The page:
There is a scene of the Book of the Dead from the tomb of Ay, in which are depicted on the solar boat the gods of the Heliopolitan cosmogony and the Myth of Osiris (apart from Seth): Re-Horakhty, Atoum, Shu, Tefnut, Geb, Nut, Osiris, Isis, Horus…and out of the boat Nephtys stands alone apart from her fellows. Why?
Scene of the Book of the Dead from the tomb of Ay. XVIII Dynasty. Photo: www.osirisnet.net
Isis and Nephtys were usually represented together. They were a perfect divine team in Ancient Egypt for the favour of the Osiris’ resurrection. They were always depicted both collaborating together for the corpse’s resurrection.
However, Nephthys had in some way a secondary role and maybe not the same prestige as her sister Isis.
Firstly, Isis was the wife of Osiris, the dead god, so she supported the main responsability in the regeneration of her husband’s body. Isis, although assisted by Nephthys, was the one who made the ancient Egyptian mourning ritual on the mummy of Osiris for restoring his vital faculties.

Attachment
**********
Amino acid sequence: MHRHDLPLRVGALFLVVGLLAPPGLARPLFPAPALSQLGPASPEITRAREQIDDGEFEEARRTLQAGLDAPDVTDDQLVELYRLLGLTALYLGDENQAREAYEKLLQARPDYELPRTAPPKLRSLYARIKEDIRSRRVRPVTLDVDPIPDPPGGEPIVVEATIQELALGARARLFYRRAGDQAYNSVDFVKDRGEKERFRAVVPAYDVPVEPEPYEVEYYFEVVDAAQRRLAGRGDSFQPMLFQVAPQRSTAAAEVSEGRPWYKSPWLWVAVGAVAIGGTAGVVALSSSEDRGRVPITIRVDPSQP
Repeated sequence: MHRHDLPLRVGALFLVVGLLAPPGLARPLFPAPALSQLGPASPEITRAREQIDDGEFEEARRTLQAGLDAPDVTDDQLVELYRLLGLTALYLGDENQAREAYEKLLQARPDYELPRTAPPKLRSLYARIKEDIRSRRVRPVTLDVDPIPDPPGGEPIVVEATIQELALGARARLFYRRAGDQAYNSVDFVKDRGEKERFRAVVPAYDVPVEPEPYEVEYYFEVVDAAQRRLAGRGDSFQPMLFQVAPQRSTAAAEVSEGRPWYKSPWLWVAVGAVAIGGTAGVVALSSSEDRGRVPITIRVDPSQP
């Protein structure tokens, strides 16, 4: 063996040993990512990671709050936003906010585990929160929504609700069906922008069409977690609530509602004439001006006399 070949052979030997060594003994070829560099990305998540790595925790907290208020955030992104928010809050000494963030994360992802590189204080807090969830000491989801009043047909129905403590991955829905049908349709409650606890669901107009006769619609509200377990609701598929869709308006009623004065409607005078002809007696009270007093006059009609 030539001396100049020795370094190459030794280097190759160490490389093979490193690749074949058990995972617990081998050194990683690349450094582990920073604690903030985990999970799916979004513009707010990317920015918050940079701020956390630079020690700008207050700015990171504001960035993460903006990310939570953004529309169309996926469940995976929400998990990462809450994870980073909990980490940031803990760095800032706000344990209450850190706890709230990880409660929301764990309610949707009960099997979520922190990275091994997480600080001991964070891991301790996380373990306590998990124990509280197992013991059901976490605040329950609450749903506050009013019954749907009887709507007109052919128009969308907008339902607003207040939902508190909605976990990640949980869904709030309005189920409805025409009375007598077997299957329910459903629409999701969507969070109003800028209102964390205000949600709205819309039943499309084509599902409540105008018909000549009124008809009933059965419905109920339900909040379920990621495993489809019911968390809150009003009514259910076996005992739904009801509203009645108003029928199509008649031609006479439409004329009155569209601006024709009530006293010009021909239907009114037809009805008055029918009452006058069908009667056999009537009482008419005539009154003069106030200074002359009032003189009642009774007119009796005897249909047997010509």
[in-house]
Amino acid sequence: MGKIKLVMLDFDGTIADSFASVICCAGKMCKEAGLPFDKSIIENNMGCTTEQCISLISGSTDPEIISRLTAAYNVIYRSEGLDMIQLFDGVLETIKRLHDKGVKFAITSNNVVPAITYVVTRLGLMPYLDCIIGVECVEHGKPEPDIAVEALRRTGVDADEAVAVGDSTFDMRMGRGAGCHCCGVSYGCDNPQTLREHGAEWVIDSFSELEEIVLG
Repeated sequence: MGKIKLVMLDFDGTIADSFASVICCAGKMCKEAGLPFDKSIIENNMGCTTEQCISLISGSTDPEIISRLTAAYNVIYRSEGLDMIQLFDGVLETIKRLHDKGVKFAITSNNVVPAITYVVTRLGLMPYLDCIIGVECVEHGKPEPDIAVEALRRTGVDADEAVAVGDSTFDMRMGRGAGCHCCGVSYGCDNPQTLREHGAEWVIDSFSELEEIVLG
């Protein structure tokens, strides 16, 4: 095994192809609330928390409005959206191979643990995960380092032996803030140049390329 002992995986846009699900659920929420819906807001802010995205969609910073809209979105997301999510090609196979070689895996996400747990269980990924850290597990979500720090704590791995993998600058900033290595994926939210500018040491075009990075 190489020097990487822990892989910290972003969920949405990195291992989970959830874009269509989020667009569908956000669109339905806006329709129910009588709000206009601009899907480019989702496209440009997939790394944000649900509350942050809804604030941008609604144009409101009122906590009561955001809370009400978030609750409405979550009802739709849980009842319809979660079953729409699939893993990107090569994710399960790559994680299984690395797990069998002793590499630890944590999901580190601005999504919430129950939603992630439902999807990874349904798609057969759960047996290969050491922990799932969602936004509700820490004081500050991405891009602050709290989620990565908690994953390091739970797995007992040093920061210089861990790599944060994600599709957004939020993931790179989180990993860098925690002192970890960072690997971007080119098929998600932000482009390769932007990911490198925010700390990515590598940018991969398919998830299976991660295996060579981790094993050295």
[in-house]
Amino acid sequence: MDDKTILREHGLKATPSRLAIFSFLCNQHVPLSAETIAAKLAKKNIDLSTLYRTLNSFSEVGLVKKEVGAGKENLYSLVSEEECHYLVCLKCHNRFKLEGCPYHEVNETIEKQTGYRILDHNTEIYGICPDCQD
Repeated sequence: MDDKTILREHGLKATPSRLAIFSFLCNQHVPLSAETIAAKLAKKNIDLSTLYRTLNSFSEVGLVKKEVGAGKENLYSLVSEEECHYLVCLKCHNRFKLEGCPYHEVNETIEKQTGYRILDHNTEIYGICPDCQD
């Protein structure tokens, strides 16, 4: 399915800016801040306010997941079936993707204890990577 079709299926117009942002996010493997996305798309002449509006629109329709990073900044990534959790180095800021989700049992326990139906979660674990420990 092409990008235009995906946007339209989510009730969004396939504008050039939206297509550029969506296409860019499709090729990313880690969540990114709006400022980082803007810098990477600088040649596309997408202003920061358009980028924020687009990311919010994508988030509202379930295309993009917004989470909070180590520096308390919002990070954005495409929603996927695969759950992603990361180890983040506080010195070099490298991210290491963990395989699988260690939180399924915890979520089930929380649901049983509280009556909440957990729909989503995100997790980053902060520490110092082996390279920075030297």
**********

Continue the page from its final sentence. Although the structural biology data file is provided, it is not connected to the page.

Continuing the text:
Among the Ancient Egypt gods, Isis and Nephtys occupied a very important role.
All along our work we have been writing about those two women, who were essential in the funerary ceremony of Ancient Egypt, but what do we really know about them?
Two different ways of representing Isis and Nephtys assisting the deceased: as the two kites (tomb of Sennedjem) and as women (tomb of Nakhtamon). XIX Dynasty. Photos: http://www.osirisnet.net
Ancient Egyptian art shows the two professional mourners always at both ends of the corpse in the cortege to the tomb; they are identified as Isis and Nephtys or as “kites” (according to the legend of Osiris Isis adopted the shape of a kite for giving him back the breath and his virility), but the inscriptions do not clarify much more about them.
There is an important ancient Egypt document, which could help us in understanding better the requirements of these two representatives of Isis and Nephtys for “working” as official mourners in ancient Egyptian funerals: The Songs of Isis and Nephtys (Brisith Museum Papyrus No. 10188)…